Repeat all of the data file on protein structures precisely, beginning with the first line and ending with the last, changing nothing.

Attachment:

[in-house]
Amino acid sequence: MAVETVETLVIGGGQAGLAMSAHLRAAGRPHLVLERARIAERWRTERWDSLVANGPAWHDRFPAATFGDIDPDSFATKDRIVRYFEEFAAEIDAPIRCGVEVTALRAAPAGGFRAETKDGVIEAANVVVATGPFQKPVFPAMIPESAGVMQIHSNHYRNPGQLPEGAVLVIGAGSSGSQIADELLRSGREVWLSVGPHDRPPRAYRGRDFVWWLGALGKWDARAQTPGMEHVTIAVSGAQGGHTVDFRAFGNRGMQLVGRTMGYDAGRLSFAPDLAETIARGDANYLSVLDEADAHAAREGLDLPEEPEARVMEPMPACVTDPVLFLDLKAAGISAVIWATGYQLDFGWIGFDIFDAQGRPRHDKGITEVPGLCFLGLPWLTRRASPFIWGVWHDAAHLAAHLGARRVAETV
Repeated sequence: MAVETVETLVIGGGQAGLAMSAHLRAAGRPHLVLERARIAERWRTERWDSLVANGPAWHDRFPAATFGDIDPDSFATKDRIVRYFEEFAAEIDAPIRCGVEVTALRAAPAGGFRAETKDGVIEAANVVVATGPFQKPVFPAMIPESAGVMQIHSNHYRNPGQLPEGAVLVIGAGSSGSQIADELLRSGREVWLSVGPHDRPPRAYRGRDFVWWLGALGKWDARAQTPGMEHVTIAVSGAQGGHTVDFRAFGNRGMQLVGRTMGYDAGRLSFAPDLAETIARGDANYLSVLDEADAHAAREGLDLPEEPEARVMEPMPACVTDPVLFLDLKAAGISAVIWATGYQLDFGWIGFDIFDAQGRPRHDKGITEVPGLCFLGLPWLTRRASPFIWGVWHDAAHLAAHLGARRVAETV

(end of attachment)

[in-house]
Amino acid sequence: MAVETVETLVIGGGQAGLAMSAHLRAAGRPHLVLERARIAERWRTERWDSLVANGPAWHDRFPAATFGDIDPDSFATKDRIVRYFEEFAAEIDAPIRCGVEVTALRAAPAGGFRAETKDGVIEAANVVVATGPFQKPVFPAMIPESAGVMQIHSNHYRNPGQLPEGAVLVIGAGSSGSQIADELLRSGREVWLSVGPHDRPPRAYRGRDFVWWLGALGKWDARAQTPGMEHVTIAVSGAQGGHTVDFRAFGNRGMQLVGRTMGYDAGRLSFAPDLAETIARGDANYLSVLDEADAHAAREGLDLPEEPEARVMEPMPACVTDPVLFLDLKAAGISAVIWATGYQLDFGWIGFDIFDAQGRPRHDKGITEVPGLCFLGLPWLTRRASPFIWGVWHDAAHLAAHLGARRVAETV
Repeated sequence: MAVETVETLVIGGGQAGLAMSAHLRAAGRPHLVLERARIAERWRTERWDSLVANGPAWHDRFPAATFGDIDPDSFATKDRIVRYFEEFAAEIDAPIRCGVEVTALRAAPAGGFRAETKDGVIEAANVVVATGPFQKPVFPAMIPESAGVMQIHSNHYRNPGQLPEGAVLVIGAGSSGSQIADELLRSGREVWLSVGPHDRPPRAYRGRDFVWWLGALGKWDARAQTPGMEHVTIAVSGAQGGHTVDFRAFGNRGMQLVGRTMGYDAGRLSFAPDLAETIARGDANYLSVLDEADAHAAREGLDLPEEPEARVMEPMPACVTDPVLFLDLKAAGISAVIWATGYQLDFGWIGFDIFDAQGRPRHDKGITEVPGLCFLGLPWLTRRASPFIWGVWHDAAHLAAHLGARRVAETV